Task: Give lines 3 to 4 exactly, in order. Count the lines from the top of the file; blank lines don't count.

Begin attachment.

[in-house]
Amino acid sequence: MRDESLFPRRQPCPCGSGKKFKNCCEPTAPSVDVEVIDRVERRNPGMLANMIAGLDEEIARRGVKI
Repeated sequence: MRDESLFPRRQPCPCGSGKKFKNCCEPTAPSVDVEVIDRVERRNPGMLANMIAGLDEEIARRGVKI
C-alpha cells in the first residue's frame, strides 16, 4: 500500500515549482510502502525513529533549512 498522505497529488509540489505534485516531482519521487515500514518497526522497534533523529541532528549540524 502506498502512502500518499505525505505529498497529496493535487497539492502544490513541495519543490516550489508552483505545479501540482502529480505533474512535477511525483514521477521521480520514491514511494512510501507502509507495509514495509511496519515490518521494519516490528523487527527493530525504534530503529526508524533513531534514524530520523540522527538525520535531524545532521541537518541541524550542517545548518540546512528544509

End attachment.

Repeated sequence: MRDESLFPRRQPCPCGSGKKFKNCCEPTAPSVDVEVIDRVERRNPGMLANMIAGLDEEIARRGVKI
C-alpha cells in the first residue's frame, strides 16, 4: 500500500515549482510502502525513529533549512 498522505497529488509540489505534485516531482519521487515500514518497526522497534533523529541532528549540524 502506498502512502500518499505525505505529498497529496493535487497539492502544490513541495519543490516550489508552483505545479501540482502529480505533474512535477511525483514521477521521480520514491514511494512510501507502509507495509514495509511496519515490518521494519516490528523487527527493530525504534530503529526508524533513531534514524530520523540522527538525520535531524545532521541537518541541524550542517545548518540546512528544509